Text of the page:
Competitiveness not fading for Slovakia’s Veronika Vadovicova

Veronika Vadovicova of Slovakia looks on during the Women's R8-50m Rifle 3 Positions-SH1 final at the London 2012 Paralympic Games
Veronika Vadovicova of Slovakia looks on during the Women's R8-50m Rifle 3 Positions-SH1 final at the London 2012 Paralympic Games

Rifle veteran still among top shooting Para sport athletes in midst of up-and-coming generation

Five Paralympic Games, multiple world records and a vast collection of World Cup wins – Slovakia’s Veronika Vadovicova still has no intention of calling quits in shooting Para sport.

While the 2019 World and European Championships showed a new generation on the rise, including Ukraine’s 21-year-old Iryna Shchetnik, it also showed that Vadovicova, who turned 37 in February, can still keep up.

“I have no idea [when I will retire],” said Vadovicova, who won rifle gold at the 2019 Worlds in Sydney, Australia. “Maybe a year and maybe another 50, everything depends on how healthy I am and how long I can compete with the younger ones, who go hard ahead.”

Vadovicova secured a Paralympic slot for her nation at the Tokyo 2020 Games, which are postponed to 2021. She would hope to add at least a fourth Paralympic title.

“The goals are to be as high as possible,” the multi-Paralympic medalist said. “I always set the highest goals, and try to achieve them. Every athlete goes to the Paralympic Games to win a medal. I’m no exception.”

“My motivation is to always be the best, and stay on top,” she said.

Vadovicova’s most recent success came off comeback performance at the Sydney 2019 World Championships. She capitalised on a slump from rival Shchetnik in the R2 (women’s 10m air rifle standing SH1).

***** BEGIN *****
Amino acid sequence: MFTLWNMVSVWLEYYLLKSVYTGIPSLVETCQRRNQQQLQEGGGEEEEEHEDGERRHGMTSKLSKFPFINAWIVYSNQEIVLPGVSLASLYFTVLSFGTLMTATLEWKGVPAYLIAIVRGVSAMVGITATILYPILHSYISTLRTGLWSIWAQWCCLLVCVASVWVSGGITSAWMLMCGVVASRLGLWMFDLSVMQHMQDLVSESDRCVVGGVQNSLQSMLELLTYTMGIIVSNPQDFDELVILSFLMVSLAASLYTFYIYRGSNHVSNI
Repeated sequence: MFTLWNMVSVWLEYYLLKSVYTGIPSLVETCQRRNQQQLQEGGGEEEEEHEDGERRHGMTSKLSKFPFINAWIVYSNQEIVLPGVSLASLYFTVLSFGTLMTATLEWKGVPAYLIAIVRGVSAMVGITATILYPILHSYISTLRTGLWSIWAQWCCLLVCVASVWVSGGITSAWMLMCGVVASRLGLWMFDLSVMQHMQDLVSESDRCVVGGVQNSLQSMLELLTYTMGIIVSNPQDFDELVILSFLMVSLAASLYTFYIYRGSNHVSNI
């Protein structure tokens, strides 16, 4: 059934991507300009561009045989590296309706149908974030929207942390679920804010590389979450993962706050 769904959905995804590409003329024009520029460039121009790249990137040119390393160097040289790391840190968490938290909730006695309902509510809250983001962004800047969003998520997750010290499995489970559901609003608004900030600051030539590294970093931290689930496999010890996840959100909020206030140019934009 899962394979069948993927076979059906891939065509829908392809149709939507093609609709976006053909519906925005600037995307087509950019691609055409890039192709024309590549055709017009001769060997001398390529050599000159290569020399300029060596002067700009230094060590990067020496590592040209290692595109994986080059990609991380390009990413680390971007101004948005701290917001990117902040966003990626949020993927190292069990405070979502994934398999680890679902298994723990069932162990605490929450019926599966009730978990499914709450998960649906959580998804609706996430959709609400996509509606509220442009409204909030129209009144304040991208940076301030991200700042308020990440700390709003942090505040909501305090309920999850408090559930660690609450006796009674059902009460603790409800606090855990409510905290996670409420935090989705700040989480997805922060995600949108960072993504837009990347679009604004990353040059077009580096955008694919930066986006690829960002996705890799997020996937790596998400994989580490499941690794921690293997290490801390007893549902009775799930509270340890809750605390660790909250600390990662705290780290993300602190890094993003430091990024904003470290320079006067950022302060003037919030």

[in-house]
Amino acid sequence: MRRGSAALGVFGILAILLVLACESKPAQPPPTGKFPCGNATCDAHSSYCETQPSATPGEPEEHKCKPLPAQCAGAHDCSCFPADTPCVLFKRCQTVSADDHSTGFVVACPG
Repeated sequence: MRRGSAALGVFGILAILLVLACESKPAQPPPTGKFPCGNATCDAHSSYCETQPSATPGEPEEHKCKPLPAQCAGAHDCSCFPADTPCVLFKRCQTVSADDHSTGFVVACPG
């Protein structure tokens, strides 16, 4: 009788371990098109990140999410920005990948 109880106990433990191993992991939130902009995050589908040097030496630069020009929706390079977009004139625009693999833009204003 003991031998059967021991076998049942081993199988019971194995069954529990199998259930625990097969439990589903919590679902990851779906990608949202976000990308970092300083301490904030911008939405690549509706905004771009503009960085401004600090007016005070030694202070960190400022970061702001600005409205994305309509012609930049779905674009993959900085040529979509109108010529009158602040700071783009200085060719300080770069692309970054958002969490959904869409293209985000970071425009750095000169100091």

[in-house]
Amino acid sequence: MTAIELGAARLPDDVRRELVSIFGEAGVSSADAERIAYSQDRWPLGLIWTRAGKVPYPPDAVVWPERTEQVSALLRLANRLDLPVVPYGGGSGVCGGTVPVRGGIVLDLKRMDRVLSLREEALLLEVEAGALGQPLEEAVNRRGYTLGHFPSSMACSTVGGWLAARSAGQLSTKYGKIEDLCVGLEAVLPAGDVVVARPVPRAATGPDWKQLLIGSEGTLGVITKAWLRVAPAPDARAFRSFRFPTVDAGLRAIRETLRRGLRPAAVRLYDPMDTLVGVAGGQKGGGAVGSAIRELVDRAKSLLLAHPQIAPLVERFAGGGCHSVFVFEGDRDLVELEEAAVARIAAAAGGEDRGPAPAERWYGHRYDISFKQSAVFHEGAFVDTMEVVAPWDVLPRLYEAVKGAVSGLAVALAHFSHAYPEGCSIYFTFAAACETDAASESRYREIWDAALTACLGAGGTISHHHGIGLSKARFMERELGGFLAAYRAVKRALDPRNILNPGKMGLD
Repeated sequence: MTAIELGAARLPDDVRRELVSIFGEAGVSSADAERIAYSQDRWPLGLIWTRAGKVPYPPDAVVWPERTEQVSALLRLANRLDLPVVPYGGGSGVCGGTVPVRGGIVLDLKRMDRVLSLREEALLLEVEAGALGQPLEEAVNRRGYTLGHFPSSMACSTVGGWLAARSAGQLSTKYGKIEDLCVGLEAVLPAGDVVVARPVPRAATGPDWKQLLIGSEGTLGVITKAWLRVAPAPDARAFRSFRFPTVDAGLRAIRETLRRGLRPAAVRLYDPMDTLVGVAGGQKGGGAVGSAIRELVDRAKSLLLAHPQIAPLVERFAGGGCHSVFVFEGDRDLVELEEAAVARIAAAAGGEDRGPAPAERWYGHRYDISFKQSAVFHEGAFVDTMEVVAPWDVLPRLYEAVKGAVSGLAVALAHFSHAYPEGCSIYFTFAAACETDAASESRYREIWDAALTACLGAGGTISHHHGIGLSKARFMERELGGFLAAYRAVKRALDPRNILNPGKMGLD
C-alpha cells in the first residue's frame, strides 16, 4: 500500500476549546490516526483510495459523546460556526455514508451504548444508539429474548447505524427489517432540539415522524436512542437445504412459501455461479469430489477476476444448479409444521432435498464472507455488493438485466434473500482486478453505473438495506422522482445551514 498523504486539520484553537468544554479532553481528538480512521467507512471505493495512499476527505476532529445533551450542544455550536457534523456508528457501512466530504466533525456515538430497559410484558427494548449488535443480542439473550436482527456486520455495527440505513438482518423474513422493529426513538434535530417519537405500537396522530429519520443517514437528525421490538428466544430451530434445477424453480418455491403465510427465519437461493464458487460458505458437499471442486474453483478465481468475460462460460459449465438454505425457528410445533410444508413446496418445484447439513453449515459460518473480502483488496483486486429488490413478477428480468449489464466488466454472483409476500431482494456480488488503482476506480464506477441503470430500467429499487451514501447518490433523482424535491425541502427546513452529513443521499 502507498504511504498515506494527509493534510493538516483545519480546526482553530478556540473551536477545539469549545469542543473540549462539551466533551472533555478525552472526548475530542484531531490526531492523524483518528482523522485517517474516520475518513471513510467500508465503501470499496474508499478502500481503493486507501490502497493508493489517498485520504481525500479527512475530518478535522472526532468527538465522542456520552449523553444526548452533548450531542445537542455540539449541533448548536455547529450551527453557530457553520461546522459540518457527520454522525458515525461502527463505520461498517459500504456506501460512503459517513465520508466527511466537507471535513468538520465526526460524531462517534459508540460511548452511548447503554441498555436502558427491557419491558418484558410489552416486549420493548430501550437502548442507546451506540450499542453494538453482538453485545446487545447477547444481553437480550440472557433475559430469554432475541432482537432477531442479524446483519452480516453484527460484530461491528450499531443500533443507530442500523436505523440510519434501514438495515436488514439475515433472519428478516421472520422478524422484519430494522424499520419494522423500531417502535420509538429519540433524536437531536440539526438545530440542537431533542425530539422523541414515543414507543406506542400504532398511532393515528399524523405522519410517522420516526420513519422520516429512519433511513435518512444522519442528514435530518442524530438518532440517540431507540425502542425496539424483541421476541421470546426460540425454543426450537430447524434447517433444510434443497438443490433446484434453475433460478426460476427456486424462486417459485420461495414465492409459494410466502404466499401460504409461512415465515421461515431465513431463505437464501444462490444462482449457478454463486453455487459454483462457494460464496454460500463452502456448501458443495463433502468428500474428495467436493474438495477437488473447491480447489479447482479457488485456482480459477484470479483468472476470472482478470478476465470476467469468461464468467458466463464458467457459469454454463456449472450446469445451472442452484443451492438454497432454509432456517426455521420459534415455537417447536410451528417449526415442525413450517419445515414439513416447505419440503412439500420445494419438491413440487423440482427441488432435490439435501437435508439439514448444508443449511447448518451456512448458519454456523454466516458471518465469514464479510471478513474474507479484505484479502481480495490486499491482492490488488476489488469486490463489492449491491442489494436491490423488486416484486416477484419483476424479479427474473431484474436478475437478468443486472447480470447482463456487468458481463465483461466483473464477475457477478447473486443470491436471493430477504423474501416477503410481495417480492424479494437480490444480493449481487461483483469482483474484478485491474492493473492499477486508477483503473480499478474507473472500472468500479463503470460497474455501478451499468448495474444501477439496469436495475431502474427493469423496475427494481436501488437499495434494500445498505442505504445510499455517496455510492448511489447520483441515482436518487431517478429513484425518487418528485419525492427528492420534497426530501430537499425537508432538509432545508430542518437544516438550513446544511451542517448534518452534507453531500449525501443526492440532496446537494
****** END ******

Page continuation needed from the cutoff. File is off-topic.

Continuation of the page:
The R2 was one event Vadovicova won at the Rio 2016 Paralympics. The other gold was in the R3 (mixed 10m air rifle prone SH1), and both are events the rifle specialist is expected to excel in at Tokyo 2020.

While it remains uncertain when international shooting Para sport schedule will resume, Vadovicova will likely adapt to whatever situation arises.

“The times when I devoted myself to this activity as a leisure time are long gone,” she said. “If one wants to make progress, they must constantly educate themselves, and fully dedicate themselves to what they are doing — success can be achieved only this way.”

Learning from the past

Reflecting on her career, Vadovicova acknowledged both her successes and failures.

She made her Paralympic debut at the Sydney 2000 Games, one year after she made her international debut at the 1999 Sydney World Cup. At the Games, she did not reach any finals.

But the Slovakian redeemed herself at the next Games in Athens, Greece, where she finished a few slots outside of podium. Her next three Paralympic appearances came with a mix of hardware (five Paralympic medals) and losses.

“Every fall is worthwhile and encourages athletes to perform the next time even better,” she said.

“I would like to remind myself of some nice moments from the Paralympic Games, and the numerous events where I met all those amazing people who I still love.”

From Paralympic.org

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